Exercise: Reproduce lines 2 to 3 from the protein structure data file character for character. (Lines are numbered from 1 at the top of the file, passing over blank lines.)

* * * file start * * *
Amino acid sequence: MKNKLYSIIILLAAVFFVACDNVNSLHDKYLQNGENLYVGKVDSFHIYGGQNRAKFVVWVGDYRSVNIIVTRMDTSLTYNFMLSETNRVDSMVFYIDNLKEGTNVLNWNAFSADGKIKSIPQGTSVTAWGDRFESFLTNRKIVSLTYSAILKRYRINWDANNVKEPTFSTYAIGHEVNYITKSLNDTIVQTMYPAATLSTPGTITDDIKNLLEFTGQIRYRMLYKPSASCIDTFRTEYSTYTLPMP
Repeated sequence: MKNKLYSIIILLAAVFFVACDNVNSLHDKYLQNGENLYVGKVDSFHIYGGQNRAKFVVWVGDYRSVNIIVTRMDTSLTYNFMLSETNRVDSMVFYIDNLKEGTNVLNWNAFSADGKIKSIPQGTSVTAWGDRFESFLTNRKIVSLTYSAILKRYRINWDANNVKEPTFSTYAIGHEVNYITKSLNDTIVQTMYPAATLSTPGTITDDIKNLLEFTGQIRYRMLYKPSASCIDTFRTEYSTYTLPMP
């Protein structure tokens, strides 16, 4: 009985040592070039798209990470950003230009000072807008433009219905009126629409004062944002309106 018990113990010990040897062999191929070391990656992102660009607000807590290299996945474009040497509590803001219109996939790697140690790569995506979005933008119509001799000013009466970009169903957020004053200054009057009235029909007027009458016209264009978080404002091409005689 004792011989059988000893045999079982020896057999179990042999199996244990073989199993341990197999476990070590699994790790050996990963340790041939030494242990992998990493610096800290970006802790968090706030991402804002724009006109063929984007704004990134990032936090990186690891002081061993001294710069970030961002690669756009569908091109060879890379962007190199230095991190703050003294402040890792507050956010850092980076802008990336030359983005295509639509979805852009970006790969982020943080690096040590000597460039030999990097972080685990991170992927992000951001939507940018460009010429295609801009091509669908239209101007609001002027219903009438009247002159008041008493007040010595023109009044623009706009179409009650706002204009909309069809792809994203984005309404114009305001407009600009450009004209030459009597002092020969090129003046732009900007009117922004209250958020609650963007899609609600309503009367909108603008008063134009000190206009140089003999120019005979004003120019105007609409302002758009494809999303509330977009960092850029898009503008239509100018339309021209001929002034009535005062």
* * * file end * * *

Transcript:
Repeated sequence: MKNKLYSIIILLAAVFFVACDNVNSLHDKYLQNGENLYVGKVDSFHIYGGQNRAKFVVWVGDYRSVNIIVTRMDTSLTYNFMLSETNRVDSMVFYIDNLKEGTNVLNWNAFSADGKIKSIPQGTSVTAWGDRFESFLTNRKIVSLTYSAILKRYRINWDANNVKEPTFSTYAIGHEVNYITKSLNDTIVQTMYPAATLSTPGTITDDIKNLLEFTGQIRYRMLYKPSASCIDTFRTEYSTYTLPMP
């Protein structure tokens, strides 16, 4: 009985040592070039798209990470950003230009000072807008433009219905009126629409004062944002309106 018990113990010990040897062999191929070391990656992102660009607000807590290299996945474009040497509590803001219109996939790697140690790569995506979005933008119509001799000013009466970009169903957020004053200054009057009235029909007027009458016209264009978080404002091409005689 004792011989059988000893045999079982020896057999179990042999199996244990073989199993341990197999476990070590699994790790050996990963340790041939030494242990992998990493610096800290970006802790968090706030991402804002724009006109063929984007704004990134990032936090990186690891002081061993001294710069970030961002690669756009569908091109060879890379962007190199230095991190703050003294402040890792507050956010850092980076802008990336030359983005295509639509979805852009970006790969982020943080690096040590000597460039030999990097972080685990991170992927992000951001939507940018460009010429295609801009091509669908239209101007609001002027219903009438009247002159008041008493007040010595023109009044623009706009179409009650706002204009909309069809792809994203984005309404114009305001407009600009450009004209030459009597002092020969090129003046732009900007009117922004209250958020609650963007899609609600309503009367909108603008008063134009000190206009140089003999120019005979004003120019105007609409302002758009494809999303509330977009960092850029898009503008239509100018339309021209001929002034009535005062």